UNITED STATES DISTRICT COURT WESTERN DISTRICT OF NEW YORK
September 10, 2008
MARTIN P. SMART, PLAINTIFF,
NEW YORK STATE DEPARTMENT OF CORRECTIONS, DEFENDANT.
The opinion of the court was delivered by: Leslie G. Foschio United States Magistrate Judge
DECISION and ORDER
On April 7, 2003, the parties to this action consented to proceed before the undersigned. The matter is presently before the court on Plaintiff's motion (Doc. No. 31), filed August 13, 2007, seeking either an order enforcing a stipulation of settlement or, alternatively, an order vacating said stipulation and restoring the case to the trial calendar.
BACKGROUND and FACTS*fn1
On November 25, 2002, Plaintiff Martin P. Smart ("Plaintiff" or "Smart"), then proceeding pro se, commenced this employment discrimination action alleging that in December 1999, Defendant New York State Department of Corrections ("Defendant" or "DOCS"), failed to reinstate Plaintiff to his former corrections officer position from which Plaintiff had resigned four months earlier, in violation of DOCS's policy allowing for former employees to be reinstated to prior positions held within one year of resignation. A Notice of Appearance by Richard H. Wyssling, Esq. ("Wyssling"), on Smart's behalf was filed on January 22, 2004 (Doc. No. 15). Plaintiff had worked for DOCS from 1982 until 1999 when Plaintiff voluntarily resigned to pursue other employment, and then sought reinstatement with DOCS four months later when the new employment position did not work out.
A Stipulation of Settlement and Order filed October 10, 2006 (Doc. No. 30) ("Settlement Stipulation"), provides for Plaintiff's reinstatement to his former employment with DOCS, subject to certain conditions, including, as relevant, that
5. Plaintiff's reinstatement will be without back pay, damages or attorney's fees and must be consistent with all the terms of the collective bargaining agreement and Civil Service law and rules.
6. Plaintiff must undergo a satisfactory medical exam, a background check, and psychological screening.
7. Reinstatement will be to the first available training academy class which plaintiff must successfully complete.
8. Plaintiff will need to serve a 52 week probationary period.
9. Plaintiff will be reinstated without contract seniority.
10. Plaintiff's pay will be that of an entry level trainee until the date when Civil Service has approved his permanent status.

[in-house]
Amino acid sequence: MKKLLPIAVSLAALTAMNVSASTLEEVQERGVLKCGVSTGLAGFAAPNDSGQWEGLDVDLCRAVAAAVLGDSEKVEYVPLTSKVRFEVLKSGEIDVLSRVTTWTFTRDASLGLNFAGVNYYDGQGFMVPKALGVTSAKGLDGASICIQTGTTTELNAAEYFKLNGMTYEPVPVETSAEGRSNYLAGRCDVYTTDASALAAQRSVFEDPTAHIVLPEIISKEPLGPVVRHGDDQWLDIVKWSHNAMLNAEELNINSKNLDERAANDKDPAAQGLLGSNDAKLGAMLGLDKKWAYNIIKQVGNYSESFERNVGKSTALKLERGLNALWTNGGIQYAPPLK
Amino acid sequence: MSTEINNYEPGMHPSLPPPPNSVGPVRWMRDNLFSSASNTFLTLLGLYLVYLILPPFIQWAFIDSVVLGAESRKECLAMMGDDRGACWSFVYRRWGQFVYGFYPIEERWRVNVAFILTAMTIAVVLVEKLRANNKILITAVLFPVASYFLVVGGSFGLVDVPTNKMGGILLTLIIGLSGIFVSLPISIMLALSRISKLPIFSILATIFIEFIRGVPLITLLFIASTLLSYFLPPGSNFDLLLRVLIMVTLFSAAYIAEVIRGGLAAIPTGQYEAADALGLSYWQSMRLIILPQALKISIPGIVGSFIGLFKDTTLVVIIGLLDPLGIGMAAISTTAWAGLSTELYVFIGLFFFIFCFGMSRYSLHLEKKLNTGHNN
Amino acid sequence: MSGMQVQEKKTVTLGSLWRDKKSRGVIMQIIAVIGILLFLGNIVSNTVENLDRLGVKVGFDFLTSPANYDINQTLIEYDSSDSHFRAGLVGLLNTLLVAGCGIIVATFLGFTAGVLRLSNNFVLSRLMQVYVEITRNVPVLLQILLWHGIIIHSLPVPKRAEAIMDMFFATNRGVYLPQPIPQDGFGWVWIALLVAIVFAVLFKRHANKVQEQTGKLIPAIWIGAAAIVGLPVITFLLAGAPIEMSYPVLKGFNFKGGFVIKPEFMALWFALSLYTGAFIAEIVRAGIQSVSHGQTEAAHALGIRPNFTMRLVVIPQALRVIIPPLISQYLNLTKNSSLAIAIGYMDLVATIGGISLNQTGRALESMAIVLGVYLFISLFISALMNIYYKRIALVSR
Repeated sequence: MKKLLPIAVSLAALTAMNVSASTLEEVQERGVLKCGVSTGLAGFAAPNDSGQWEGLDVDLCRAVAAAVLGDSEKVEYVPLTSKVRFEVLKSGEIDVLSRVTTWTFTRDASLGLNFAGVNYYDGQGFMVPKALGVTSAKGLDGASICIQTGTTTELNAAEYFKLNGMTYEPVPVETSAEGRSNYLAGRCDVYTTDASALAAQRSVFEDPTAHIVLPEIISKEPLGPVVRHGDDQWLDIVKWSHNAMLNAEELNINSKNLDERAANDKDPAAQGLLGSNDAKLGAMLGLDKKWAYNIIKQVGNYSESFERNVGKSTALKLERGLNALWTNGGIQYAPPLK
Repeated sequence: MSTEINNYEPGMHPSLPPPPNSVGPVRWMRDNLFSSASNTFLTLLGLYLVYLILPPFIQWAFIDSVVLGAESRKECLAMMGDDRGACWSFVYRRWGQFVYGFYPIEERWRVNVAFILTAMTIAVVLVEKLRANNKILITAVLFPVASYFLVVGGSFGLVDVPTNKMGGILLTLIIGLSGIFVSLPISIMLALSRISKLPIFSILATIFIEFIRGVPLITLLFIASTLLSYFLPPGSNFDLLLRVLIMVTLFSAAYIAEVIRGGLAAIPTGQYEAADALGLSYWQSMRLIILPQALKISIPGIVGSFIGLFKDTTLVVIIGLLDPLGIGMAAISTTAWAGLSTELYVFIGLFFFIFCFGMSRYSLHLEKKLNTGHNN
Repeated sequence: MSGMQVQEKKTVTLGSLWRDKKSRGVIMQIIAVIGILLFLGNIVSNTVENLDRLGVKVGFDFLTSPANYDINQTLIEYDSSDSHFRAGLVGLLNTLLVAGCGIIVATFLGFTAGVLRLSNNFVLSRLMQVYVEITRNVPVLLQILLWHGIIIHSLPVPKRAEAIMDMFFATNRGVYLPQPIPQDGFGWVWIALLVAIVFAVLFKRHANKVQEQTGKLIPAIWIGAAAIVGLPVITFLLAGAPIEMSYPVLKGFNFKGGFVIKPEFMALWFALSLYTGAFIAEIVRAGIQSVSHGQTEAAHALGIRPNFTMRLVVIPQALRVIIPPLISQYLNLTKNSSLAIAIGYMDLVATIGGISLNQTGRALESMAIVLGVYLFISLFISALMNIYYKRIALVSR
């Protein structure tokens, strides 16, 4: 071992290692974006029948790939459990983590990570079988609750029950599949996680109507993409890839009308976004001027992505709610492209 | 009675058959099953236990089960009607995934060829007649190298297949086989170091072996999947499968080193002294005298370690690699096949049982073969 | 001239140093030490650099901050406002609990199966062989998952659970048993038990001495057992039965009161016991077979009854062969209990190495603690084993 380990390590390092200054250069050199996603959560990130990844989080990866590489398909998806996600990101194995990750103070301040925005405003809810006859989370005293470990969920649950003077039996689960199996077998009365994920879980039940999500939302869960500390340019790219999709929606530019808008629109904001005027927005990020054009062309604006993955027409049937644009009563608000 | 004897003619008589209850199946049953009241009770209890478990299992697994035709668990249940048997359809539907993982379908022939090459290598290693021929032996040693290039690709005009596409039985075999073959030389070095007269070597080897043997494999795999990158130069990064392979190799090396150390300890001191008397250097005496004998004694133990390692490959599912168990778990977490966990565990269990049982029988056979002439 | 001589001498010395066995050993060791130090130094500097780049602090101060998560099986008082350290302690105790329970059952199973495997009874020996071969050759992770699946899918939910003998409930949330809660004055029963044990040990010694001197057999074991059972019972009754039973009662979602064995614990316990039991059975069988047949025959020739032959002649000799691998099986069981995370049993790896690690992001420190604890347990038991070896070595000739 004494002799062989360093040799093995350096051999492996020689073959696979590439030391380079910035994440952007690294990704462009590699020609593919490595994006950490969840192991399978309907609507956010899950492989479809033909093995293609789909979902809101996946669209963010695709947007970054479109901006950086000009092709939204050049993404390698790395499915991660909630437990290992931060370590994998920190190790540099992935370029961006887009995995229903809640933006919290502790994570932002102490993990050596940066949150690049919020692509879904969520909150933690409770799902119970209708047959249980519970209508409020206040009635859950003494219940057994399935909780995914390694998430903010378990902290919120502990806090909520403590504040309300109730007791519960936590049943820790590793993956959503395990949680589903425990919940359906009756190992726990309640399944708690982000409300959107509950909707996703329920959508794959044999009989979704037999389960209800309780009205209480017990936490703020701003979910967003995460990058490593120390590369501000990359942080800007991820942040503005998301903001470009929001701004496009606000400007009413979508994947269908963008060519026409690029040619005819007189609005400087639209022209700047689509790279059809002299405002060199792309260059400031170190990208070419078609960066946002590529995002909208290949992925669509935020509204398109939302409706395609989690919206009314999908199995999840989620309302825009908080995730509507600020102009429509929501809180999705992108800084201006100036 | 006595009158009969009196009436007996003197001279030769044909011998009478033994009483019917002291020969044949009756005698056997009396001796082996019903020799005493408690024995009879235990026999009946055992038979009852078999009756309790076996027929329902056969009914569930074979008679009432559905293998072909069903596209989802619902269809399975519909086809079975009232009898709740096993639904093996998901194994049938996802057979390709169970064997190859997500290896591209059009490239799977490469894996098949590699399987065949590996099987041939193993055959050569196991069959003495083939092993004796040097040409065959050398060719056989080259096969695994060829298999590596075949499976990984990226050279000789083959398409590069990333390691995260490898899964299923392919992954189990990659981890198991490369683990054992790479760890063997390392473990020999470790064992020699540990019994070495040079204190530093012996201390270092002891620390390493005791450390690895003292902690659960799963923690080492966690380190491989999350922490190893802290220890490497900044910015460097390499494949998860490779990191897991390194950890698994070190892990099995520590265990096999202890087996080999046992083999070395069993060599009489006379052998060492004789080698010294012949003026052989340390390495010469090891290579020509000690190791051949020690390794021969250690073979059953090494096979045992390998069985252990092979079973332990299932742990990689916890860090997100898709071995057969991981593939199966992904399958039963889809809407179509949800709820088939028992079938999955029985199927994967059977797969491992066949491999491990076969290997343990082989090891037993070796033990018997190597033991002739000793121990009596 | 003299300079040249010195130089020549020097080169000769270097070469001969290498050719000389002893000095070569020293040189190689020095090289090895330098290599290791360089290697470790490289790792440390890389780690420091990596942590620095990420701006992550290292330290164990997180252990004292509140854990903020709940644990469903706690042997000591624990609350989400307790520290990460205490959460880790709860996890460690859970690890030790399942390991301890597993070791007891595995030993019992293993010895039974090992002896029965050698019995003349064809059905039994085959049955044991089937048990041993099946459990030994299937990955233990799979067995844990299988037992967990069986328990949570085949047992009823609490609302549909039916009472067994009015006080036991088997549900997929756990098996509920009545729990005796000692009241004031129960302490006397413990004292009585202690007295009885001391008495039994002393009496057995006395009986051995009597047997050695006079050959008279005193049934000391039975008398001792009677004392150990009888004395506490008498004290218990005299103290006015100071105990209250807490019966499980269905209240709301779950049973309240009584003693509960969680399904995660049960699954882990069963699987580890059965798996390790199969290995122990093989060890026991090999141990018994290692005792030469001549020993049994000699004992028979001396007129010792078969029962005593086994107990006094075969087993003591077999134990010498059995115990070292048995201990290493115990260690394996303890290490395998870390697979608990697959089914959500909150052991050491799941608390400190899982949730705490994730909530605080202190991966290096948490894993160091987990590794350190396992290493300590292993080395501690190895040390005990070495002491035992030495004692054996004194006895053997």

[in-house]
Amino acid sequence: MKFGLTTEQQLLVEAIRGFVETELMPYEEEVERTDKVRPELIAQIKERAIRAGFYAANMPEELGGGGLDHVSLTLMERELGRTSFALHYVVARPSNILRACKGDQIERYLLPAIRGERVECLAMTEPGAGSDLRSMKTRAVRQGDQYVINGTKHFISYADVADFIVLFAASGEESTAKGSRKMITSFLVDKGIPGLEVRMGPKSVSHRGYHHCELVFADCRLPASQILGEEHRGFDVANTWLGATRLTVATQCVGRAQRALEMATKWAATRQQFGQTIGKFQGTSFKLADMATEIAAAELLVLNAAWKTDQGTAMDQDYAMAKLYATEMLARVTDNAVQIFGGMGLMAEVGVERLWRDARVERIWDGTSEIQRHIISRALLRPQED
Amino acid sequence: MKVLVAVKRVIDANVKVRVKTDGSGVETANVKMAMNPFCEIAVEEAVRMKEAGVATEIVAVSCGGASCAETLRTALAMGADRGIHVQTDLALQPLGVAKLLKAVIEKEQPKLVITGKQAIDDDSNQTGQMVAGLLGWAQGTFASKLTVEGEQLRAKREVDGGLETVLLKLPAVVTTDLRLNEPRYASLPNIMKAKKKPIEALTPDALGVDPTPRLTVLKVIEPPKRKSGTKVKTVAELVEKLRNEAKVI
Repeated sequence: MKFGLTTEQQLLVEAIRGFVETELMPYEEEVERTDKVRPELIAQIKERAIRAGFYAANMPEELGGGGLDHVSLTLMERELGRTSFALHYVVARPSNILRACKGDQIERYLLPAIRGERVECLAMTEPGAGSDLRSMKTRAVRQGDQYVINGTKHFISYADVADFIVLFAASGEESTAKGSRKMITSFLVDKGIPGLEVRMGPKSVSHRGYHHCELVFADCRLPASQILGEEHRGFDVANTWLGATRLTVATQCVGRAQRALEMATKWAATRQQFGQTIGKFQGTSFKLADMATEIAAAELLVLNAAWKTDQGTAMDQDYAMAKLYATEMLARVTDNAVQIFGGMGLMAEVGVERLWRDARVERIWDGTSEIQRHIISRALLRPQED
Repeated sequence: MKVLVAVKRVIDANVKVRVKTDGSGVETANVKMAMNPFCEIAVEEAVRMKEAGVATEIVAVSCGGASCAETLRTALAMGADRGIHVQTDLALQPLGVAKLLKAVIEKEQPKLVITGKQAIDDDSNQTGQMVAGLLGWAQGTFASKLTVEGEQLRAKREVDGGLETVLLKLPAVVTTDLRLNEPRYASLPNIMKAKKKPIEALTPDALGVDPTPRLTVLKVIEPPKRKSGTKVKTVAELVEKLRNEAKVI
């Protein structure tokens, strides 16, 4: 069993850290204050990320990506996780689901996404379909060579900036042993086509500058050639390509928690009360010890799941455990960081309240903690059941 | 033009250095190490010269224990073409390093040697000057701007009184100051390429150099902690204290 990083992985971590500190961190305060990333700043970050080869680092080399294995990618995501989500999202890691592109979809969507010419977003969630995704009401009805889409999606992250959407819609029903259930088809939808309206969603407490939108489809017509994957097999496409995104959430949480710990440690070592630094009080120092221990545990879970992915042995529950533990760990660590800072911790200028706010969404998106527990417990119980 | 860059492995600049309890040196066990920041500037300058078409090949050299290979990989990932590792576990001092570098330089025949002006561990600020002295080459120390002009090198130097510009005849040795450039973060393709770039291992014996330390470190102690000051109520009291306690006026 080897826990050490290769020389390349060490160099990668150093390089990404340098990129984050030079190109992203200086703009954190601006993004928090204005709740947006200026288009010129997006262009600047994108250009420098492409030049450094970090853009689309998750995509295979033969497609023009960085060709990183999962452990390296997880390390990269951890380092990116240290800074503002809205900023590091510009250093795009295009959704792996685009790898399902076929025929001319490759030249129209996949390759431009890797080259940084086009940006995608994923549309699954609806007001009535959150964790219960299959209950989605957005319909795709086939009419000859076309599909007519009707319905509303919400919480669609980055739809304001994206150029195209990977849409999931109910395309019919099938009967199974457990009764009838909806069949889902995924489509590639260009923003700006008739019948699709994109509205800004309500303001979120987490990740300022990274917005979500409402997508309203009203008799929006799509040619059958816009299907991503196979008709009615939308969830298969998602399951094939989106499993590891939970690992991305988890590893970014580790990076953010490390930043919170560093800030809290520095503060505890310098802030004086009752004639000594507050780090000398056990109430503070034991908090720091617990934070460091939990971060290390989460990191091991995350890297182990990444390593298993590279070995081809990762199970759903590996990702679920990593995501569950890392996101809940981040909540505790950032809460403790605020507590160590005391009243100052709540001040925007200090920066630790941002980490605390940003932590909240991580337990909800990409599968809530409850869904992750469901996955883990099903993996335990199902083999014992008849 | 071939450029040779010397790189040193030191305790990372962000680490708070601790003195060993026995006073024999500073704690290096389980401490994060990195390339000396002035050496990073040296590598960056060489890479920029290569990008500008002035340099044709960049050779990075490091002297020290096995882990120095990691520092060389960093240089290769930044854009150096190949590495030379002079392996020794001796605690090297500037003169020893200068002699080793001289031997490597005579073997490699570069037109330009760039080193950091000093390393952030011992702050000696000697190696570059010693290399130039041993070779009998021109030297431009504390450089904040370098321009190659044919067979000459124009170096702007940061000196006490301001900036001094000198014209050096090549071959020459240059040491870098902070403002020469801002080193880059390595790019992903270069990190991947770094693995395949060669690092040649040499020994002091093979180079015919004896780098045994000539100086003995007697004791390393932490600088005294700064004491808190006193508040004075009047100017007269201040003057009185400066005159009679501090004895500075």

Settlement Stipulation ¶¶ 5-10. With the filing of the Settlement Stipulation on October 10, 2006, the case was closed.
On August 13, 2007, Plaintiff filed the instant motion (Doc. No. 31) ("Plaintiff' motion"), seeking an order pursuant to Fed. R. Civ. P. 65 enforcing the Settlement Stipulation or, alternatively, an order pursuant to Fed. R. Civ. P. 60(b) vacating the Settlement Stipulation and restoring the matter to the court's trial calendar. The motion is supported by the attached Attorney's Affirmation of Richard H. Wyssling, Esq., in Support of Motion ("Wyssling Affirmation"), and Exhibits A through F ("Plaintiff's Exh(s). __"), and a separately filed Memorandum of Law in Support of Motion (Doc. No. 32). Plaintiff explain in support of his motion that after the Settlement Stipulation was filed on October 10, 2006, Plaintiff underwent the medical examination, background check and psychological screening, as required by ¶ 6 of the Settlement Stipulation, and provided the results of such examinations to DOCS, however, he contacted Mr. Wyssling in April or May 2007 when DOCS failed to appoint Plaintiff to a training academy class. Wyssling Affirmation ¶¶ 9-10. Wyssling contacted Assistant Attorney General Darren Longo ("Longo"), to inquire as to why DOCS had failed to appoint Plaintiff to a training academy class, and Longo advised that Plaintiff was not entitled to reinstatement because Plaintiff was not, when originally hired by DOCS in 1982, had falsely claimed to be a United States citizen. Wyssling Affirmation ¶¶ 10-11; Plaintiff's Exh. A. Plaintiff, however, has submitted evidence establishing he disclosed the fact that he was not a citizen to DOCS in 1982, and also that he became a naturalized United States citizen in 1997. Plaintiff's Exhs. B and D.
The parties filed a series of declarations and legal memorandum regarding Plaintiff's entitlement to reinstatement, including the Declaration of Daniel Martuscello (Doc. No. 35) ("Martuscello Declaration"), filed November 7, 2007, the Declaration of Assistant Attorney General Darren Longo (Doc. No. 36) ("Longo Declaration"), filed November 7, 2007, the Declaration of Richard H. Wyssling, Esq. (Doc. No. 37) ("Wyssling Declaration"), filed November 8, 2007, and the Declaration of Assistant Attorney General Darren Longo (Doc. No. 39) ("Second Longo Declaration"), filed December 13, 2007. The thrust of Defendant's argument is that because New York Public Officers Law § 3-b prohibits the appointment of a non-citizen as a peace officer which New York Criminal Procedure Law § 2.10(25) defined as including corrections officers, New York Department of Civil Service ("the Division") and DOCS should not have approved Plaintiff's application for employment in 1982, rendering Plaintiff's hiring improper and a legal nullity, and making Plaintiff's reinstatement, as well as specific performance of the Settlement Stipulation, legally impossible under New York law. Martuscello Declaration ¶¶ 5-10; Longo Declaration ¶¶ 9-10, 14-16. Plaintiff argues that because Plaintiff never attempted to conceal his status as a non-citizen, and was employed by DOCS for 15 years before Plaintiff was naturalized as a United State citizen, subsequent to which Plaintiff worked for DOCS for two additional years, Defendant has waived any objection to Plaintiff's reinstatement based on Plaintiff's having been mistakenly hired as a corrections officer in 1982 prior to becoming a United States citizen. Wyssling Declaration ¶¶ 4-7. Defendants countered that the determination that Plaintiff was ineligible for reinstatement was made not by DOCS, but by the Division, which is neither a party to this action nor represented by Longo. Second Longo Declaration ¶¶ 9-16.